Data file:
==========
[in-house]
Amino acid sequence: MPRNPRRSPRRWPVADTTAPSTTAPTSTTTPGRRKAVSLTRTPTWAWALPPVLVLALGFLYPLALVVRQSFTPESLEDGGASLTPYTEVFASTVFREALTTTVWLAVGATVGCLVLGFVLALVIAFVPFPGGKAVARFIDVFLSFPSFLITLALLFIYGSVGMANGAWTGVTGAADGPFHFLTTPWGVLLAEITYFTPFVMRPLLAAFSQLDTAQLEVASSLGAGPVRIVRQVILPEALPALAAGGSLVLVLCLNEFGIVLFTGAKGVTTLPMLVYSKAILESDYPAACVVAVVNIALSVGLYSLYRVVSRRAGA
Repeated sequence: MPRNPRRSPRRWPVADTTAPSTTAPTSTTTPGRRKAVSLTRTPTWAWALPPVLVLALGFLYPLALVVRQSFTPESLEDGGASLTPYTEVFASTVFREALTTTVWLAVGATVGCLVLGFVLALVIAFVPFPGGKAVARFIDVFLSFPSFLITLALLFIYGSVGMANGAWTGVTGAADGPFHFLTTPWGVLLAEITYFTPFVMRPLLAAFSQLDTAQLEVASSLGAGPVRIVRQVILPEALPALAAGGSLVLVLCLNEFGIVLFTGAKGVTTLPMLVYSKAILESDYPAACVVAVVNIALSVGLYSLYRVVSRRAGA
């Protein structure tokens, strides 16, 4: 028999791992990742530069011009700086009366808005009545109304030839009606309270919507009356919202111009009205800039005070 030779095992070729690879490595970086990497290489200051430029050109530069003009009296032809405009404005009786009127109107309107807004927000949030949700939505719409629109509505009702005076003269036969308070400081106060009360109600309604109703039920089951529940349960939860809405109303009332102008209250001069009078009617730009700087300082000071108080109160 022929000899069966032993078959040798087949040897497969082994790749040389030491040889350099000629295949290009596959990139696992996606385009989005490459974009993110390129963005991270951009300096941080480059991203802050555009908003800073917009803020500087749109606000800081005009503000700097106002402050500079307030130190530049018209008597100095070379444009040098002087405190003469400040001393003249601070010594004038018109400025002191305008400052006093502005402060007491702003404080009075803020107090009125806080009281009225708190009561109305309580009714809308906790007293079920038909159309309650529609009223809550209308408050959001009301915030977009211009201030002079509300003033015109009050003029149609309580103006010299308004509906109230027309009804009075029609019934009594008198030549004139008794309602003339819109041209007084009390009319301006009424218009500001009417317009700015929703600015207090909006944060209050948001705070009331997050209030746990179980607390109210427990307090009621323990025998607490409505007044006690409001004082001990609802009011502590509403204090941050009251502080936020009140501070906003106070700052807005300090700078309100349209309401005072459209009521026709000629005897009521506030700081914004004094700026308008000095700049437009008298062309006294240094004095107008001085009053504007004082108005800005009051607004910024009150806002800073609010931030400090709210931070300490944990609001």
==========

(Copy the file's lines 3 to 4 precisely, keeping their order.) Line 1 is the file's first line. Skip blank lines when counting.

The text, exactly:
Repeated sequence: MPRNPRRSPRRWPVADTTAPSTTAPTSTTTPGRRKAVSLTRTPTWAWALPPVLVLALGFLYPLALVVRQSFTPESLEDGGASLTPYTEVFASTVFREALTTTVWLAVGATVGCLVLGFVLALVIAFVPFPGGKAVARFIDVFLSFPSFLITLALLFIYGSVGMANGAWTGVTGAADGPFHFLTTPWGVLLAEITYFTPFVMRPLLAAFSQLDTAQLEVASSLGAGPVRIVRQVILPEALPALAAGGSLVLVLCLNEFGIVLFTGAKGVTTLPMLVYSKAILESDYPAACVVAVVNIALSVGLYSLYRVVSRRAGA
């Protein structure tokens, strides 16, 4: 028999791992990742530069011009700086009366808005009545109304030839009606309270919507009356919202111009009205800039005070 030779095992070729690879490595970086990497290489200051430029050109530069003009009296032809405009404005009786009127109107309107807004927000949030949700939505719409629109509505009702005076003269036969308070400081106060009360109600309604109703039920089951529940349960939860809405109303009332102008209250001069009078009617730009700087300082000071108080109160 022929000899069966032993078959040798087949040897497969082994790749040389030491040889350099000629295949290009596959990139696992996606385009989005490459974009993110390129963005991270951009300096941080480059991203802050555009908003800073917009803020500087749109606000800081005009503000700097106002402050500079307030130190530049018209008597100095070379444009040098002087405190003469400040001393003249601070010594004038018109400025002191305008400052006093502005402060007491702003404080009075803020107090009125806080009281009225708190009561109305309580009714809308906790007293079920038909159309309650529609009223809550209308408050959001009301915030977009211009201030002079509300003033015109009050003029149609309580103006010299308004509906109230027309009804009075029609019934009594008198030549004139008794309602003339819109041209007084009390009319301006009424218009500001009417317009700015929703600015207090909006944060209050948001705070009331997050209030746990179980607390109210427990307090009621323990025998607490409505007044006690409001004082001990609802009011502590509403204090941050009251502080936020009140501070906003106070700052807005300090700078309100349209309401005072459209009521026709000629005897009521506030700081914004004094700026308008000095700049437009008298062309006294240094004095107008001085009053504007004082108005800005009051607004910024009150806002800073609010931030400090709210931070300490944990609001």